liver function tests
This page contains information on:
- Liver function tests
- Liver ultrasound
- Liver biopsy
LIVER FUNCTION TESTS
During the time when you are being diagnosed or monitored with a liver disease there are a number of tests and procedures
that will be performed. The most basic is a series of tests on a sample of your blood. These are known as "Liver Function
Tests" or simply abbreviated to "LFTs". This information sheet may help you understand what is involved when these tests and
results are discussed.
Liver function tests are performed in your GP surgery, in
hospital and in many other areas where you may be being investigated for liver disease. The procedure requires a sample of
blood to be taken, quite often for a number of different tests including liver function tests. You may see a number of bottles
or containers lined up for a sample of your blood or just one for the liver function test alone.
It is quite important to remember that no test is completely
accurate and one test is a snapshot of your health at the time it was taken. It is good practice to do a number or series
of tests over time to allow the doctor, nurse or specialist to examine a trend in your results, especially if the tests detect
The liver function test is actually a number of parts, each
looking at different properties of your blood, which indirectly can tell you something about how the liver is working. The
most common parts to the test you may have are:
- Alanine Aminotransferase (ALT)
- Aspartarte Aminotransferase (AST)
- Alkaline Phosphatase (ALP)
- Gamma-Glutamyl Transferase (GGT or "Gamma GT")
- Clotting Studies (Prothrombin Time)
Each of these parts have results assigned to them in numbers
and values. Each laboratory in the UK provides a "normal value" or "reference value" to the test, which can give the doctor,
nurse or specialist a guide as to whether or not your test is in the average for normal function or is outside of the normal
range and may be abnormal. How abnormal can be assumed from how low or more often high the result is below or above the normal
Due to the differences in normal range for different laboratories
it can be difficult to compare or comment on individual test results specifically. This is due to the different brand of tests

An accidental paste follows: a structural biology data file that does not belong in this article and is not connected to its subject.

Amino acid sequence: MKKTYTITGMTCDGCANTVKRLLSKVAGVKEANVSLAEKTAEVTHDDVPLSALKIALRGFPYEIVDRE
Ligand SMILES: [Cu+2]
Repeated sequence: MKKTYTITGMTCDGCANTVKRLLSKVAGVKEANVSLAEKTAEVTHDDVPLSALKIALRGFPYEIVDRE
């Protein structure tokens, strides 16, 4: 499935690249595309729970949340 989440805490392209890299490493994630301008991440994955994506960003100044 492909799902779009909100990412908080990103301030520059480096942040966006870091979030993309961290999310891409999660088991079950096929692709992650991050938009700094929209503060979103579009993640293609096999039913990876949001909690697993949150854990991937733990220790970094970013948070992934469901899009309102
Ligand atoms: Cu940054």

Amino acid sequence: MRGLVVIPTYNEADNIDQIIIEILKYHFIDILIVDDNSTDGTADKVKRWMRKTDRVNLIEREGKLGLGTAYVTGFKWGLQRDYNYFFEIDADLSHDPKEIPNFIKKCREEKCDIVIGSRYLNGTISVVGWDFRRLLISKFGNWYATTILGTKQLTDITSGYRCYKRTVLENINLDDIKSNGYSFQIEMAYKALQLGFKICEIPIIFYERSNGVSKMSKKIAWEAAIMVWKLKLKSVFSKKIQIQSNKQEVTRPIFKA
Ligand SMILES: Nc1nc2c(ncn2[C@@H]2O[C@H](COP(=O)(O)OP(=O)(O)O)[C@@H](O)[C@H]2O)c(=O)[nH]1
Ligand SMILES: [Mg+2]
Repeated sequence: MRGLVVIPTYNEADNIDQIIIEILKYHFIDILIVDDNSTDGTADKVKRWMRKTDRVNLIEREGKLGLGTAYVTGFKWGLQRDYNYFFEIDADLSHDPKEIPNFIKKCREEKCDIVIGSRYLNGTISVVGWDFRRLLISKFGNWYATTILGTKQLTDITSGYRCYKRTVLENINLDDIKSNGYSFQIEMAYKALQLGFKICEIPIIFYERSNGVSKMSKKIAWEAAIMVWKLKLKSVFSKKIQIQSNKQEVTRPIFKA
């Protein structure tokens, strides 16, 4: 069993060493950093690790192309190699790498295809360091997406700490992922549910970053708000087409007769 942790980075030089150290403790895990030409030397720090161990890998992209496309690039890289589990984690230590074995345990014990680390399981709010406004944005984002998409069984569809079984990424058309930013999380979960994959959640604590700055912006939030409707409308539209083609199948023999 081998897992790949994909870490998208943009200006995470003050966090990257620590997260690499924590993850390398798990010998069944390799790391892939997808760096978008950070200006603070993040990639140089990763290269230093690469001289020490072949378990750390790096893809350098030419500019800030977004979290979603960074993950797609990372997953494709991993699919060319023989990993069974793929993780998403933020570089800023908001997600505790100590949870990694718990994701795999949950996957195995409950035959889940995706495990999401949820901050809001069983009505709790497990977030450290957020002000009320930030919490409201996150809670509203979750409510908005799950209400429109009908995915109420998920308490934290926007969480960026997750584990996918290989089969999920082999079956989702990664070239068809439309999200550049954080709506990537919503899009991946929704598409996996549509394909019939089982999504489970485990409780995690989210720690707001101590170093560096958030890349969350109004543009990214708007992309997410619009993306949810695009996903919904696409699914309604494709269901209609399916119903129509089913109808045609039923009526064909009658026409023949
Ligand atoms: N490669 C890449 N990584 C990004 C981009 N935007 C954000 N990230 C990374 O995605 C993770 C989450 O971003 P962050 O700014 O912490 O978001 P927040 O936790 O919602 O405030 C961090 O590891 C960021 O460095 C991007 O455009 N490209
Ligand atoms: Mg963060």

that they use from different manufacturers and how these are interpreted. There are international normal ranges that all doctors,
nurses and specialists will be familiar with as an approximate guide.
Interestingly the normal values for liver function tests
will vary between men and women, at different times of the day and will change as you get older.This needs to be recognised
when a series of tests are performed over time and they should preferably be performed in a predictable routine to reduce
the variation over time (for example always in the morning or the afternoon, but consistently).
Different diseases of the liver will cause differing types
of damage and affect liver function tests accordingly. It can be possible to give an idea of which disease may be suspected
from a liver function test, but these tests are not the absolute way of diagnosing liver disease. They are helpful, but only
part of the picture. They are also useful for monitoring someone with liver disease, but are not always accurate.
It is well known in some liver diseases that the liver function
test does not accurately portray the extent of inflammation or fibrosis, which can be misinterpreted as suggesting that the
liver may be in better condition than it is. This does not apply to the majority of people living with liver disease, but
it should be remembered.
Usually the liver function test gives an indication of the
degree if inflammation and possibly either damage or change in the ability of the liver to work properly.
The ALT and AST provide an indication of the degree of inflammation
as well as the possible causes.
Both ALP and Gamma GT increases can be suggestive of obstructive
liver disease (e.g. in "cholestatic liver disease" when bile is not transported from the liver adequately due to obstruction
of the bile duct. Gamma GT is also an indicator of alcohol usage.
Bilirubin increases are suggestive of liver disease, especially
in disease of the bile ducts.
Albumin may decrease in chronic liver disease, particularly
if it is worsening, though it may be decreased for other reasons, such as in protein deficiency (e.g. malnutrition).
Clotting studies may be suggestive of liver disease, especially
worsening chronic liver disease if the Prothrombin Time is prolonged, as the liver is significantly involved in the normal
clotting of blood.
All of the above can be affected by disorders and diseases
that do not affect the liver directly and therefore further investigation is extremely important if any results are found
to be outside of the normal range in a liver function test.
When diagnosing liver disease, often, but not always the
most useful test in each disease could be:
||Test or Procedure |
||Liver Biopsy |
||Antibody Test (Blood Sample) |
Antibody & Antigen Tests Hepatitis B DNA (Blood Sample).
Biopsy if chronic]
||Antibody Test/Hepatitis C RNA (Blood Sample).|
|Primary Biliary Cirrhosis
||Biopsy/Bile duct imaging |
|Primary Sclerosing Cholangitis
||Biopsy/Bile duct imaging |
||HFE gene analysis for C282Y mutation (Blood Sample) |
||Liver Biopsy |
||Genetic Analysis/Copper studies (Blood and Urine Samples) |
|Alcohol Related Liver Disease
||Liver Biopsy/Liver Function Tests |